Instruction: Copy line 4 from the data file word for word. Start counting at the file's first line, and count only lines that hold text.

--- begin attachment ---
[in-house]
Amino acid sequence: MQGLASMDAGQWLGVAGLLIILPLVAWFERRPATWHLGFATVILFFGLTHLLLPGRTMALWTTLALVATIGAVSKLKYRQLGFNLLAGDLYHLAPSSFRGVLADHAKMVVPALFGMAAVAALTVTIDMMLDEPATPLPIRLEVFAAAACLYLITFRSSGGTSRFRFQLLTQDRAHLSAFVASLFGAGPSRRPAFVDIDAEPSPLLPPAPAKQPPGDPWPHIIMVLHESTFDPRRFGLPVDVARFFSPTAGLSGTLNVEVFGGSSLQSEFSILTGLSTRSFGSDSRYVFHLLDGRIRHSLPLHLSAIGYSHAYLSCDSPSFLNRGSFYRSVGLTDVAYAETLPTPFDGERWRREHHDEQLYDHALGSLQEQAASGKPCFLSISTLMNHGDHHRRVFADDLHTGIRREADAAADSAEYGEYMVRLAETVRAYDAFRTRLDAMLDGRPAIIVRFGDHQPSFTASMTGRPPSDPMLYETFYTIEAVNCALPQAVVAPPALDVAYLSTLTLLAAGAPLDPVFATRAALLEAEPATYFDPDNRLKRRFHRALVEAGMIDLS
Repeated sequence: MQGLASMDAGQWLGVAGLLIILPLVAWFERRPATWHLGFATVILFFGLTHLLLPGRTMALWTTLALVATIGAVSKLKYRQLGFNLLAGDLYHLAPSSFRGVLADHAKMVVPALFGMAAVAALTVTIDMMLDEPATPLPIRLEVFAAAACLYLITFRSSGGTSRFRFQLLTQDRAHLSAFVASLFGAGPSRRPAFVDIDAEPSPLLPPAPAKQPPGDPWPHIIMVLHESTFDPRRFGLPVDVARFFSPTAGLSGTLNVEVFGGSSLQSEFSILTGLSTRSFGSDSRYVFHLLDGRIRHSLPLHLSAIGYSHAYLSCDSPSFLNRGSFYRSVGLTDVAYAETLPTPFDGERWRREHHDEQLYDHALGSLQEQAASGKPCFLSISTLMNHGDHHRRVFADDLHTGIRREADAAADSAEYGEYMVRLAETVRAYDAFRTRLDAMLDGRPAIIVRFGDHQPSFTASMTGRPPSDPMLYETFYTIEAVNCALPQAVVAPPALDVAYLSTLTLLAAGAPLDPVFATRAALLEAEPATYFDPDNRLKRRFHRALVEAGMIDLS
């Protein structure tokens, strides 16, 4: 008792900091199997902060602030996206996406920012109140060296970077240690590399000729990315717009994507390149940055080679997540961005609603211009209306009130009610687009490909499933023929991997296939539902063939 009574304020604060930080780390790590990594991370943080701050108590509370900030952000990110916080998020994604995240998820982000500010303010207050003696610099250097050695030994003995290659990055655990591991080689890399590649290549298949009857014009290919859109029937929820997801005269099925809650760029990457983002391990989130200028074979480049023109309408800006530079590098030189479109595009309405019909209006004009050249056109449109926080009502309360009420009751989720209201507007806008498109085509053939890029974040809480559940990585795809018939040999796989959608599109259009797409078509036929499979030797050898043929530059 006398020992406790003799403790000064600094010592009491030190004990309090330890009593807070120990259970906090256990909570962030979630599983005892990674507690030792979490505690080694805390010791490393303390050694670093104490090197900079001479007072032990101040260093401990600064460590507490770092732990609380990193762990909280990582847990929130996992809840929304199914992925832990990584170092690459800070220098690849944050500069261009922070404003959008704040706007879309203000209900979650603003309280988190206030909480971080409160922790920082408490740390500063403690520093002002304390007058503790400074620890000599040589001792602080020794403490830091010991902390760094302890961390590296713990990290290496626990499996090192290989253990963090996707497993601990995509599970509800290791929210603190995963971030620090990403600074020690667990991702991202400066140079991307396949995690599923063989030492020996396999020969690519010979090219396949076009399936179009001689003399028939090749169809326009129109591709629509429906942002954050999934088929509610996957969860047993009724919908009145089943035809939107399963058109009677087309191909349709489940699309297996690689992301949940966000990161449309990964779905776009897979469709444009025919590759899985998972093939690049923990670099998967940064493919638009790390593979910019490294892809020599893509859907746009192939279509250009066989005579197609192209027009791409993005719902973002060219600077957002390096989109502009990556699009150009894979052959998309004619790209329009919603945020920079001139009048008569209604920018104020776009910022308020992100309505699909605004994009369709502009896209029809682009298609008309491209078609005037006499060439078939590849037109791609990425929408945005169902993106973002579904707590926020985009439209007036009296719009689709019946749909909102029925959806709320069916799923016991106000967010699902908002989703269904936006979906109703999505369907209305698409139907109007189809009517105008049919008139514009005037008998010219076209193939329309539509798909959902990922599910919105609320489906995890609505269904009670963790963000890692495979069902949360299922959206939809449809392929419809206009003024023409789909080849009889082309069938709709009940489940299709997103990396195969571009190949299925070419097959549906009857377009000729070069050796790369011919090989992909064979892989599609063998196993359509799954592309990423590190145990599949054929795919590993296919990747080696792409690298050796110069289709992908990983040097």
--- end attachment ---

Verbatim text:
């Protein structure tokens, strides 16, 4: 008792900091199997902060602030996206996406920012109140060296970077240690590399000729990315717009994507390149940055080679997540961005609603211009209306009130009610687009490909499933023929991997296939539902063939 009574304020604060930080780390790590990594991370943080701050108590509370900030952000990110916080998020994604995240998820982000500010303010207050003696610099250097050695030994003995290659990055655990591991080689890399590649290549298949009857014009290919859109029937929820997801005269099925809650760029990457983002391990989130200028074979480049023109309408800006530079590098030189479109595009309405019909209006004009050249056109449109926080009502309360009420009751989720209201507007806008498109085509053939890029974040809480559940990585795809018939040999796989959608599109259009797409078509036929499979030797050898043929530059 006398020992406790003799403790000064600094010592009491030190004990309090330890009593807070120990259970906090256990909570962030979630599983005892990674507690030792979490505690080694805390010791490393303390050694670093104490090197900079001479007072032990101040260093401990600064460590507490770092732990609380990193762990909280990582847990929130996992809840929304199914992925832990990584170092690459800070220098690849944050500069261009922070404003959008704040706007879309203000209900979650603003309280988190206030909480971080409160922790920082408490740390500063403690520093002002304390007058503790400074620890000599040589001792602080020794403490830091010991902390760094302890961390590296713990990290290496626990499996090192290989253990963090996707497993601990995509599970509800290791929210603190995963971030620090990403600074020690667990991702991202400066140079991307396949995690599923063989030492020996396999020969690519010979090219396949076009399936179009001689003399028939090749169809326009129109591709629509429906942002954050999934088929509610996957969860047993009724919908009145089943035809939107399963058109009677087309191909349709489940699309297996690689992301949940966000990161449309990964779905776009897979469709444009025919590759899985998972093939690049923990670099998967940064493919638009790390593979910019490294892809020599893509859907746009192939279509250009066989005579197609192209027009791409993005719902973002060219600077957002390096989109502009990556699009150009894979052959998309004619790209329009919603945020920079001139009048008569209604920018104020776009910022308020992100309505699909605004994009369709502009896209029809682009298609008309491209078609005037006499060439078939590849037109791609990425929408945005169902993106973002579904707590926020985009439209007036009296719009689709019946749909909102029925959806709320069916799923016991106000967010699902908002989703269904936006979906109703999505369907209305698409139907109007189809009517105008049919008139514009005037008998010219076209193939329309539509798909959902990922599910919105609320489906995890609505269904009670963790963000890692495979069902949360299922959206939809449809392929419809206009003024023409789909080849009889082309069938709709009940489940299709997103990396195969571009190949299925070419097959549906009857377009000729070069050796790369011919090989992909064979892989599609063998196993359509799954592309990423590190145990599949054929795919590993296919990747080696792409690298050796110069289709992908990983040097």